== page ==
Radio Towers, Historic Homes, and a Ravine: Facebook Group Shares Burlington’s Dynamic History
August 19, 2020
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Burlington is where Ben & Jerry’s was born and the home of Burton Snowboards. Bernie Sanders was elected mayor here, and Vermont’s first female governor, Madeline Kunin, launched her political career at Burlington City Hall.
With a population of about 40,000 people, Burlington—Vermont’s largest city—is home to the University of Vermont, Champlain College, and the University of Vermont Medical Center.
For a city this small, Burlington has a lot going on. You’ll find shopping and dining on the Church Street Marketplace, musical performances at the Flynn Center for the Performing Arts, an arts district in the city’s South End, a popular bike path, and a scenic waterfront where you can see the best sunsets over Lake Champlain.
Burlington History Facebook Group Explores the Queen City’s Past
Bob Blanchard grew up in Burlington and now spends his time researching and sharing details about the city’s history. Retired and living in St. Albans, Blanchard runs the Burlington Area History Facebook group, which features a variety of little-known, historical facts about Burlington.
On the Facebook page, you’ll find old photos of Church Street, Battery Park, the Waterfront, local grocery stores, and neighborhoods around the city. The page also highlights detailed historical information that Blanchard has meticulously researched.
“Reminders of what Burlington used to be, architecturally, are still around,” Blanchard says. “It’s a magnificent location with one of the most beautiful views you’ll ever see in your life.”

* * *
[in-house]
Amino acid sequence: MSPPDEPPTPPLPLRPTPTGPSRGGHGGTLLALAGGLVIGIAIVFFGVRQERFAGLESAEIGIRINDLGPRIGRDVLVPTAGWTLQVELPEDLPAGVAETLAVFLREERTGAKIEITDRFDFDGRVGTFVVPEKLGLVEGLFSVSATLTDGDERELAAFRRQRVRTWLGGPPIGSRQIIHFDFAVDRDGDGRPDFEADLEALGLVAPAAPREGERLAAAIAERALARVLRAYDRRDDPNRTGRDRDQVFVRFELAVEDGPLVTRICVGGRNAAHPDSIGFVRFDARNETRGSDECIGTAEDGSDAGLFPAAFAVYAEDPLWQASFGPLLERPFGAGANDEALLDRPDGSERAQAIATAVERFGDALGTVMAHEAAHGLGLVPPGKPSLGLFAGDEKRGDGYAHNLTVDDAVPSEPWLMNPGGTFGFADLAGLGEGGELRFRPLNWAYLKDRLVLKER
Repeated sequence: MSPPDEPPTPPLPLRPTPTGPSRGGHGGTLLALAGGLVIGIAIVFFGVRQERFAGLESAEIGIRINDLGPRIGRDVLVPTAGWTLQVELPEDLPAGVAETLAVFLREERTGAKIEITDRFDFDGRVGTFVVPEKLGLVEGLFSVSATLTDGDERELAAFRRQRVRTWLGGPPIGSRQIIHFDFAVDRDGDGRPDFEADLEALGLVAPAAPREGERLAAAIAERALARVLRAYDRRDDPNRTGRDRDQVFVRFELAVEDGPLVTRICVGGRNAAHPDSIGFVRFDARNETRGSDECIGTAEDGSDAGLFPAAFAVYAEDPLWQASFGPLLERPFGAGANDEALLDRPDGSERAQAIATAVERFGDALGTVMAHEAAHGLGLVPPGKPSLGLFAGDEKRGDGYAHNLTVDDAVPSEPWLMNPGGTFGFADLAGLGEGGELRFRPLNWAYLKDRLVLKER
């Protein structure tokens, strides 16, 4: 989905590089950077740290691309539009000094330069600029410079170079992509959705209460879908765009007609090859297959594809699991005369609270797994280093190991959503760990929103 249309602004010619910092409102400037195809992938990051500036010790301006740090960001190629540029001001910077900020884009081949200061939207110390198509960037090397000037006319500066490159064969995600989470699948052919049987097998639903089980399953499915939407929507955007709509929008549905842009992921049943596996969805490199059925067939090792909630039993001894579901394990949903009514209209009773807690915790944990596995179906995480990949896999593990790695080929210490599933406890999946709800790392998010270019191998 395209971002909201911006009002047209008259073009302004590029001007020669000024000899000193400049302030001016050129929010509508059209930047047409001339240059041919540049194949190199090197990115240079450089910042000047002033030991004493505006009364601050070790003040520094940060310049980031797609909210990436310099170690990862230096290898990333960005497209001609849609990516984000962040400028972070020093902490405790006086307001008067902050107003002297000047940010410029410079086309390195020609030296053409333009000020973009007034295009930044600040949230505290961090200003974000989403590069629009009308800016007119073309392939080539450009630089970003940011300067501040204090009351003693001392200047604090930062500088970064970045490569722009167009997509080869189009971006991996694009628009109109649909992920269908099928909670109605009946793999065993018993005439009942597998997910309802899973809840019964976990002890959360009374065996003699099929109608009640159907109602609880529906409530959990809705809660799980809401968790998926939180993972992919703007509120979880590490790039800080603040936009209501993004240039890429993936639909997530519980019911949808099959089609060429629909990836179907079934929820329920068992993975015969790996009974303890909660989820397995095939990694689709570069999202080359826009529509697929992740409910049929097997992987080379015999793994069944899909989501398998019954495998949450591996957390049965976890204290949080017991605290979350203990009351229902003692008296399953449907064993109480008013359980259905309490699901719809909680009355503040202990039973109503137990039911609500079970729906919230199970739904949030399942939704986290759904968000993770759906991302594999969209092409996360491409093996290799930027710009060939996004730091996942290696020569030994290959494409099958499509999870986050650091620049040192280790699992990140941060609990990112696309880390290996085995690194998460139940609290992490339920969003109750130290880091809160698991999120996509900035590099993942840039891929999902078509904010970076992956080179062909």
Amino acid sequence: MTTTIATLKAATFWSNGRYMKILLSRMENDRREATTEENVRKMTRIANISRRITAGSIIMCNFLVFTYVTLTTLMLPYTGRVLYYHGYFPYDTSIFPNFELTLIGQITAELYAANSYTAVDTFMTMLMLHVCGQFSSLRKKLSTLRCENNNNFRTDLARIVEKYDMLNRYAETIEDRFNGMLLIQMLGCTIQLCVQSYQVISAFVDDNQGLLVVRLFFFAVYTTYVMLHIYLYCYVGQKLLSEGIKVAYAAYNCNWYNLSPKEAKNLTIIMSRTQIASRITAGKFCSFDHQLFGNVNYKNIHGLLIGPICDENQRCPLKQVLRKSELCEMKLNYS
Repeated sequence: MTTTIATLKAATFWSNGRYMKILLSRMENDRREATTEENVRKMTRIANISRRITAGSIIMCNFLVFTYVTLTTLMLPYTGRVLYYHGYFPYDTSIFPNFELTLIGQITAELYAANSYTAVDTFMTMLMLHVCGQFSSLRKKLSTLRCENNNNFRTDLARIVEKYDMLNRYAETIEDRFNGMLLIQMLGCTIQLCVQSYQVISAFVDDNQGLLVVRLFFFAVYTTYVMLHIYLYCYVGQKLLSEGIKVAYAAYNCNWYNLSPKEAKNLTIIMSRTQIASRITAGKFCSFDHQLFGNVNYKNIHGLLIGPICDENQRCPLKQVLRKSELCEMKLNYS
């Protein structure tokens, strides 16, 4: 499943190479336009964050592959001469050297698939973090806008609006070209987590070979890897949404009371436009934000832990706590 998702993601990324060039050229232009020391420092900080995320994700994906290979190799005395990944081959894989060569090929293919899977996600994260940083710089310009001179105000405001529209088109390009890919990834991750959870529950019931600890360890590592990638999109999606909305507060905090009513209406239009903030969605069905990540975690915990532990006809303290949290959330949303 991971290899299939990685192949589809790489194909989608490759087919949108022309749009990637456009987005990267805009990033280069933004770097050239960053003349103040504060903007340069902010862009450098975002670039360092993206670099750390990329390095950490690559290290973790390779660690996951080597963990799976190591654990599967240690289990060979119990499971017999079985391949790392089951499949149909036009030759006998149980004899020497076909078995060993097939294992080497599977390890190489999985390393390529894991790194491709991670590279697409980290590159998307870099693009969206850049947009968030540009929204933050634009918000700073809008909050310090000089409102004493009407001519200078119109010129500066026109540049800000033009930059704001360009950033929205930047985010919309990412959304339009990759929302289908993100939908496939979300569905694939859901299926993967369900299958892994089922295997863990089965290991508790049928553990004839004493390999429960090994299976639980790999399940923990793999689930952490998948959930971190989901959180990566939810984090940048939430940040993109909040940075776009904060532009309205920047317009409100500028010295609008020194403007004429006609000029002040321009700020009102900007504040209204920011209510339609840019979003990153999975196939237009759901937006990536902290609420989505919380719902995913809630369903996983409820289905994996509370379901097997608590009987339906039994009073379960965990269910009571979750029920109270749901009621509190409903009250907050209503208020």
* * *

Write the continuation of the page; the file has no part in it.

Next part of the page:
In the late 1800s and early 20th century, Burlington experienced what Blanchard describes as a mini Gilded Age. The main source of wealth back then was lumber, and men including Lawrence Barnes, Elias Lyman, H.O. Wheeler, John J. Flynn built grand homes in Burlington’s Hill Section. Today, local schools, the Flynn theatre, and streets around the city are named after these men.
During the mid-1800s, Burlington was also the third-largest lumber port in the country. The lumber industry began to decline in the early 1900s, and the Waterfront evolved into a bulk petroleum facility. The Waterfront eventually fell into disrepair but was later revitalized into a public space that is now popular for biking, events, picnics, yoga classes, and more.
“Burlington has punched above its weight for most of its history,” Blanchard says. “For the size of the city—and back in its mini Gilded Age—Burlington had about 15,000 people living in Burlington. It was not a very big place. So the amount of wealth that was generated and the amount of great buildings that resulted…was really out of proportion for a city this size.”
Happy Vermont Podcast: The History of Burlington
In this episode of Happy Vermont, Blanchard talks about places around Burlington, including a ravine that ran through the middle of the city, a radio tower that stood behind a building on College Street, as well as history about the Burlington Waterfront. He also highlights what makes Burlington’s past so dynamic.
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As always, thanks for listening. Please email ideas, comments, or feedback to [email protected].
-Special thanks to Pluck for podcast editing and post-production.
-Historical photos courtesy of the Burlington Area History Facebook group.